Statistical mechanics

  1. May 22, 2006 #1
    This shouldn't be too hard but I'm struggling.

    Consider N identical particles in a box of volume V. The relation between their linear momentum and kinetic energy is given by [tex]E = c\left|\overrightarrow{p}\right|[/tex], where c is the speed of light. So, the Hamiltonian of the system is

    [tex]H_N\left(\overrightarrow{q_1},\,\cdots,\overrightarrow{q_N},\overrightarrow{p_1},\,\cdots,\overrightarrow{p_N}\right) = c \sum_{i = 1}^N \left|p_i\right|[/tex]
    Now, I'm trying to find the average energy of the system. So, I need to get Z:

    [tex]Z = \int \exp\left(-\beta \cdot c \cdot \sum_i \left|p_i\right|\right) d\overrightarrow{q_1}\cdots d\overrightarrow{q_N} d\overrightarrow{p_1}\cdots d\overrightarrow{p_N} = V^{N} \cdot \left(\int \exp\left(-\beta \cdot c \cdot \left|\overrightarrow{p}\right|\right) d\overrightarrow{p}\right)^N[/tex]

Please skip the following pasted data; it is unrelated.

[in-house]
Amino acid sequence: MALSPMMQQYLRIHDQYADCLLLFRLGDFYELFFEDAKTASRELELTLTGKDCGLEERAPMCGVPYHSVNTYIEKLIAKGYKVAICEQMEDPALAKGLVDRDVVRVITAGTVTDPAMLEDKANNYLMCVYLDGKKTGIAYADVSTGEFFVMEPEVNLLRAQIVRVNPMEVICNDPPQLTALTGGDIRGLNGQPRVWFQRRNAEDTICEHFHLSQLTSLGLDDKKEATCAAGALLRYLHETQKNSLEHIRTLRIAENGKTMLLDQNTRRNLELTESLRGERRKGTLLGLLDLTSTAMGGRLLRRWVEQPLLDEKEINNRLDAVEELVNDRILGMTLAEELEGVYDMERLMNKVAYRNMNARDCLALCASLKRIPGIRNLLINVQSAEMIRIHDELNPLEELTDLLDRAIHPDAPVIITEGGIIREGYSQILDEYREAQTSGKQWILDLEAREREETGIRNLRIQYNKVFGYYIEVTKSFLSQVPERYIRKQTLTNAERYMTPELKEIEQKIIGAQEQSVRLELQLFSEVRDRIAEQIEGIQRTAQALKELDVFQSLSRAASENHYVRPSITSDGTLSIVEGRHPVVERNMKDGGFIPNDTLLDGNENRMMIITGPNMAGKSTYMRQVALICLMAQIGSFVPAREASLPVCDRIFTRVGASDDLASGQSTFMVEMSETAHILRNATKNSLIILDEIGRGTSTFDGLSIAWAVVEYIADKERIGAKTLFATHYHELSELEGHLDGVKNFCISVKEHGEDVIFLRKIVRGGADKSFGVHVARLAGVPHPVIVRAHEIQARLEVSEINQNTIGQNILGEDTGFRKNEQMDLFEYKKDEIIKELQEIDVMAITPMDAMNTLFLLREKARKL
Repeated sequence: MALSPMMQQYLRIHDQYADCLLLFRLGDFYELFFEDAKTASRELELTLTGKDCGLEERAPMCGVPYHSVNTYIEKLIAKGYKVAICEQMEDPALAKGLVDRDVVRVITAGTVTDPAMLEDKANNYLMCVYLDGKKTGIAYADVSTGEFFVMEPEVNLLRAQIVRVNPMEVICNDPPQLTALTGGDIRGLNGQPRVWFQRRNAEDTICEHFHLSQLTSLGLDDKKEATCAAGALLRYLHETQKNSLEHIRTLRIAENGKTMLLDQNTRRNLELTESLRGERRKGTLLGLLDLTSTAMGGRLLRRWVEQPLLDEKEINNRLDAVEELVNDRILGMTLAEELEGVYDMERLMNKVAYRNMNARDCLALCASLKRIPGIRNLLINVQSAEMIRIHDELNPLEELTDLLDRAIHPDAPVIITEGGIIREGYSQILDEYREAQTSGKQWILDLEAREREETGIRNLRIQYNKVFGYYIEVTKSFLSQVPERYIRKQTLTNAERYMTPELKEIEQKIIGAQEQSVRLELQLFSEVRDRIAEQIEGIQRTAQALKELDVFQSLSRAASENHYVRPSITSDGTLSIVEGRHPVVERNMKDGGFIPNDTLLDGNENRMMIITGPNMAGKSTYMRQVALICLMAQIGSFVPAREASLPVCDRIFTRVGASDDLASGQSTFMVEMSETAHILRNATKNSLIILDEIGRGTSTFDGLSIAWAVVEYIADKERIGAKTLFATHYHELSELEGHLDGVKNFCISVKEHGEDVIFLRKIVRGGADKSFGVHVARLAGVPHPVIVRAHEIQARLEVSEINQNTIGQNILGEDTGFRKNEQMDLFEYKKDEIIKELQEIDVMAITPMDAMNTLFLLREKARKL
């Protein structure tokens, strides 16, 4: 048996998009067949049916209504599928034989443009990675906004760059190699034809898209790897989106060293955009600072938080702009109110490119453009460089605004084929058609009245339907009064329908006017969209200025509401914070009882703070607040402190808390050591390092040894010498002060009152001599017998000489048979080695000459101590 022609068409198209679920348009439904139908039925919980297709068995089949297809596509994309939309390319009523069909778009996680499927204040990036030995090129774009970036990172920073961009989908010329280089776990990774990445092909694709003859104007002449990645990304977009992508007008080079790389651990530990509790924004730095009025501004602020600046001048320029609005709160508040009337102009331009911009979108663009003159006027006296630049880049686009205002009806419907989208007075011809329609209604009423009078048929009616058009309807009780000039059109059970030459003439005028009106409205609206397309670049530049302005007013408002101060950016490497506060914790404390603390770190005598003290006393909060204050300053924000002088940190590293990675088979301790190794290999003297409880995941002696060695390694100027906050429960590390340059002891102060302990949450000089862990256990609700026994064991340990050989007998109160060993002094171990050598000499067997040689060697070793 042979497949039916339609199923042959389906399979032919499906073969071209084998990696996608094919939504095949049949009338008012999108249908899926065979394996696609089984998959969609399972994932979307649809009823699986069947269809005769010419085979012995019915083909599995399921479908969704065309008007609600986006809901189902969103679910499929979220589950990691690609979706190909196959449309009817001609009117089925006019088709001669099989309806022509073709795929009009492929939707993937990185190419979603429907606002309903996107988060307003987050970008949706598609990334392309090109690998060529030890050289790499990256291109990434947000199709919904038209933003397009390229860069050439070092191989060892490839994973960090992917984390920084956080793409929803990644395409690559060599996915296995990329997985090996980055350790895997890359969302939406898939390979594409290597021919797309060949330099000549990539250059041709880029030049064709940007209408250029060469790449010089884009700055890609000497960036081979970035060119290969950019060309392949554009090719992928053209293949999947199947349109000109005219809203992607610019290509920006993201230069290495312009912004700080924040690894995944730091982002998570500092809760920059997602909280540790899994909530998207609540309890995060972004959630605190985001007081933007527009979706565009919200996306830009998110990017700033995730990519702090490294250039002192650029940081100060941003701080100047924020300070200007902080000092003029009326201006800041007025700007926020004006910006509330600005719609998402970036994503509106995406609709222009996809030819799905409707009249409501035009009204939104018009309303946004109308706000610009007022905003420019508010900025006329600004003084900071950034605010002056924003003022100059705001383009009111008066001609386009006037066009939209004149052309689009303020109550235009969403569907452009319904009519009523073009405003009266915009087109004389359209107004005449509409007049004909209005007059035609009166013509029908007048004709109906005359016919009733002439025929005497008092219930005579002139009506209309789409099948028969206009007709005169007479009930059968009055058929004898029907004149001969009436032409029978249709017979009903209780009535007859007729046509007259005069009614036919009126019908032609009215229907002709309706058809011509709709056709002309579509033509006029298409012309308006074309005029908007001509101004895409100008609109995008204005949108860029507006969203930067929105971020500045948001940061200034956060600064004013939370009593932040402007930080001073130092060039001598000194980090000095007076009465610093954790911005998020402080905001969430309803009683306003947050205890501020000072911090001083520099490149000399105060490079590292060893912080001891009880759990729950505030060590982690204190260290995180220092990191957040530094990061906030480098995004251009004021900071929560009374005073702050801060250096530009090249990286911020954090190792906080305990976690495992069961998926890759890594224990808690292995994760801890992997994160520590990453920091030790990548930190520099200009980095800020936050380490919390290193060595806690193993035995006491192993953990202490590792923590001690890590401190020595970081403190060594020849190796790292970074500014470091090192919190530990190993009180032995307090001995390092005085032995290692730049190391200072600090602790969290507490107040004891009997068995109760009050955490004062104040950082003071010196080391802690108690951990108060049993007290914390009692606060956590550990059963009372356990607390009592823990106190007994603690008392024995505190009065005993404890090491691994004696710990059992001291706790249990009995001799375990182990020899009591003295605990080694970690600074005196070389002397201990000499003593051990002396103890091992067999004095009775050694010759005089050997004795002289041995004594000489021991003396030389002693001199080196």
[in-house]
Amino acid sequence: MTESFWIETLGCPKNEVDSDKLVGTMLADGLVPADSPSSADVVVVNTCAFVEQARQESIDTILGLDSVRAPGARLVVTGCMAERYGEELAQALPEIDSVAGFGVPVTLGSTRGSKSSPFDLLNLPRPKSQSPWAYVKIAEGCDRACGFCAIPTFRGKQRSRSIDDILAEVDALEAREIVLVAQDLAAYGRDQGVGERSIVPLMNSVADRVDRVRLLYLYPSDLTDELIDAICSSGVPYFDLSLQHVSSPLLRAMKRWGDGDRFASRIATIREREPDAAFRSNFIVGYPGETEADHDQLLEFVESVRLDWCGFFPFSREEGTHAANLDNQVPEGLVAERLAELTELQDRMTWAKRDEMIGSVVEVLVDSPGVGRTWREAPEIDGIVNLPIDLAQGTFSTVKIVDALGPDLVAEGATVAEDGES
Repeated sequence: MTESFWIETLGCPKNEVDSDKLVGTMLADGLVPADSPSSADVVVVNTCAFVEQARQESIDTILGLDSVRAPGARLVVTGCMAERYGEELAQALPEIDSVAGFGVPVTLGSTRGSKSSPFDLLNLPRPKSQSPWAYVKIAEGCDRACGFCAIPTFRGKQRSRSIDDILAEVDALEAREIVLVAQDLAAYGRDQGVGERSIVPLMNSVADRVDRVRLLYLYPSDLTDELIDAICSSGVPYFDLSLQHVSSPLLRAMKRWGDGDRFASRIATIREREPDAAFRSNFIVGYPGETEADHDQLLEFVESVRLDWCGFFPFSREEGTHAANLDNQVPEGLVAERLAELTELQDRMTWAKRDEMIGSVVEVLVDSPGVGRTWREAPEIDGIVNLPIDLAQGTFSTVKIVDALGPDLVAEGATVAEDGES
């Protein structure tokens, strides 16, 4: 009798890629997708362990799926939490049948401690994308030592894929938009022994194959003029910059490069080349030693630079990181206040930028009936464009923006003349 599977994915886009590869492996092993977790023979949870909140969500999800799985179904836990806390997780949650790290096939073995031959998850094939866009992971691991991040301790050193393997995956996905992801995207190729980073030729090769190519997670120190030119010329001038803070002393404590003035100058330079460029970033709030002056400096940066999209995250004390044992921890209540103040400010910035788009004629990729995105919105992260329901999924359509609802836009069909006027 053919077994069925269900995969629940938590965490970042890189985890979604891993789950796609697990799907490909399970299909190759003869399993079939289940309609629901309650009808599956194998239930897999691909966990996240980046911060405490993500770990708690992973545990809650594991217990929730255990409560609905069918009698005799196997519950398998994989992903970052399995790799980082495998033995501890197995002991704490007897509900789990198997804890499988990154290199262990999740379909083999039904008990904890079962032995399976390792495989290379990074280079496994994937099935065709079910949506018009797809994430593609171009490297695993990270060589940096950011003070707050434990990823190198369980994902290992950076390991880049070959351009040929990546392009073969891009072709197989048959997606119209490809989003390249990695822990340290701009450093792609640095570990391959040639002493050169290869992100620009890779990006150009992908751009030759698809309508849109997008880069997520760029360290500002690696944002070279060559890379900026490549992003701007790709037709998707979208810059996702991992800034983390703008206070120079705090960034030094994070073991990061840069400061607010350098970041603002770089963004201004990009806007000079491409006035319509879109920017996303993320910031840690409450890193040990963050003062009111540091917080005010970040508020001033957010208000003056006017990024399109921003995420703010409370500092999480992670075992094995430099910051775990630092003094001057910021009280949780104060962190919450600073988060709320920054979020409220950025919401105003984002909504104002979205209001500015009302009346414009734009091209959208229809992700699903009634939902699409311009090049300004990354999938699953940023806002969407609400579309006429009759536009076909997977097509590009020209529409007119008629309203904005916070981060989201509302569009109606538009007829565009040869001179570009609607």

Now, I've got two questions:

    1) Is there any mistake in the calculations for Z above?
    2) How to evaluate the integral?? :blushing:
    Last edited: May 22, 2006
  2. jcsd
  3. May 25, 2006 #2
    Does nobody have a clue?:confused:
  4. May 25, 2006 #3
    You can solve the integral quite easily by transforming to spherical coordinates (r,\theta, \phi). So the integral becomes:

    [tex] \int_0^{2\pi} \int_0^{\pi} \int_0^{\infty} e^{-\beta r} r^2\sin{\theta} dr d\theta d\phi = 4\pi \int_0^{\infty} r^2 e^{-\beta r}dr[/tex]

    I think you can now solve the rest on your own :smile:
Know someone interested in this topic? Share this thread via Reddit, Google+, Twitter, or Facebook

Have something to add?
Similar Discussions: Statistical mechanics
  1. Statistical mechanics (Replies: 2)

  2. Statistical Mechanics (Replies: 1)

  3. Statistical Mechanics (Replies: 1)

  4. Statistical Mechanics (Replies: 0)

  5. Statistical mechanics (Replies: 0)